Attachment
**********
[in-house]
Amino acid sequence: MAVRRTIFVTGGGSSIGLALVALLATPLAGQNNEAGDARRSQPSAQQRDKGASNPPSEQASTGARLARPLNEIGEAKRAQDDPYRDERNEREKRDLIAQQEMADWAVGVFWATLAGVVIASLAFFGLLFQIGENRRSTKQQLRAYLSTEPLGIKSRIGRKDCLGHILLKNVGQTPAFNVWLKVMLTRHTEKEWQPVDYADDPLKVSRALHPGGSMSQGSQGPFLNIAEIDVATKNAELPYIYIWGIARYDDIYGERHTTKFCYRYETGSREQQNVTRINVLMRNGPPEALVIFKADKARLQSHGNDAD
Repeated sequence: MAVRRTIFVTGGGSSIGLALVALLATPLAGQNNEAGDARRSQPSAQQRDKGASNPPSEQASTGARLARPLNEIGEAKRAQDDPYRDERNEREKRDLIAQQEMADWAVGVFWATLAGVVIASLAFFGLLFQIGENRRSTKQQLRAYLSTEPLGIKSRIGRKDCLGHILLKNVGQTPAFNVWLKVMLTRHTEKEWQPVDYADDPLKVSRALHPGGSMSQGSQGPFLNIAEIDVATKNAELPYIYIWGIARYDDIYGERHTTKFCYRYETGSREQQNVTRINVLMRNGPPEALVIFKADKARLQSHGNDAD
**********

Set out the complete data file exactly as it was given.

[in-house]
Amino acid sequence: MAVRRTIFVTGGGSSIGLALVALLATPLAGQNNEAGDARRSQPSAQQRDKGASNPPSEQASTGARLARPLNEIGEAKRAQDDPYRDERNEREKRDLIAQQEMADWAVGVFWATLAGVVIASLAFFGLLFQIGENRRSTKQQLRAYLSTEPLGIKSRIGRKDCLGHILLKNVGQTPAFNVWLKVMLTRHTEKEWQPVDYADDPLKVSRALHPGGSMSQGSQGPFLNIAEIDVATKNAELPYIYIWGIARYDDIYGERHTTKFCYRYETGSREQQNVTRINVLMRNGPPEALVIFKADKARLQSHGNDAD
Repeated sequence: MAVRRTIFVTGGGSSIGLALVALLATPLAGQNNEAGDARRSQPSAQQRDKGASNPPSEQASTGARLARPLNEIGEAKRAQDDPYRDERNEREKRDLIAQQEMADWAVGVFWATLAGVVIASLAFFGLLFQIGENRRSTKQQLRAYLSTEPLGIKSRIGRKDCLGHILLKNVGQTPAFNVWLKVMLTRHTEKEWQPVDYADDPLKVSRALHPGGSMSQGSQGPFLNIAEIDVATKNAELPYIYIWGIARYDDIYGERHTTKFCYRYETGSREQQNVTRINVLMRNGPPEALVIFKADKARLQSHGNDAD